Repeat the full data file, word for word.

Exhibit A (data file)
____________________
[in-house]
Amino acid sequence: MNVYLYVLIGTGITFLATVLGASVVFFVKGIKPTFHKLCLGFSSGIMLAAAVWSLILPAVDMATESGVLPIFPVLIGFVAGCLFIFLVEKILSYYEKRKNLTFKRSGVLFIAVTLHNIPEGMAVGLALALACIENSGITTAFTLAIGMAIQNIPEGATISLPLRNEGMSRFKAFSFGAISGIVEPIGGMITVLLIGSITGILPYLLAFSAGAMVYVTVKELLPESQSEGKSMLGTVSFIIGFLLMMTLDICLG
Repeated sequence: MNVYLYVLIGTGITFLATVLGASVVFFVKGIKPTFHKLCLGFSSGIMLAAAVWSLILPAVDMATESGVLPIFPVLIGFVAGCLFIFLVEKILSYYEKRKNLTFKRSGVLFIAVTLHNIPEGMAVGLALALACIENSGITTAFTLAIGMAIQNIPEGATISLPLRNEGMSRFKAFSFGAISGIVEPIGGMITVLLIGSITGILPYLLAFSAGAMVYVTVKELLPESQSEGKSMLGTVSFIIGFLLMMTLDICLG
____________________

[in-house]
Amino acid sequence: MNVYLYVLIGTGITFLATVLGASVVFFVKGIKPTFHKLCLGFSSGIMLAAAVWSLILPAVDMATESGVLPIFPVLIGFVAGCLFIFLVEKILSYYEKRKNLTFKRSGVLFIAVTLHNIPEGMAVGLALALACIENSGITTAFTLAIGMAIQNIPEGATISLPLRNEGMSRFKAFSFGAISGIVEPIGGMITVLLIGSITGILPYLLAFSAGAMVYVTVKELLPESQSEGKSMLGTVSFIIGFLLMMTLDICLG
Repeated sequence: MNVYLYVLIGTGITFLATVLGASVVFFVKGIKPTFHKLCLGFSSGIMLAAAVWSLILPAVDMATESGVLPIFPVLIGFVAGCLFIFLVEKILSYYEKRKNLTFKRSGVLFIAVTLHNIPEGMAVGLALALACIENSGITTAFTLAIGMAIQNIPEGATISLPLRNEGMSRFKAFSFGAISGIVEPIGGMITVLLIGSITGILPYLLAFSAGAMVYVTVKELLPESQSEGKSMLGTVSFIIGFLLMMTLDICLG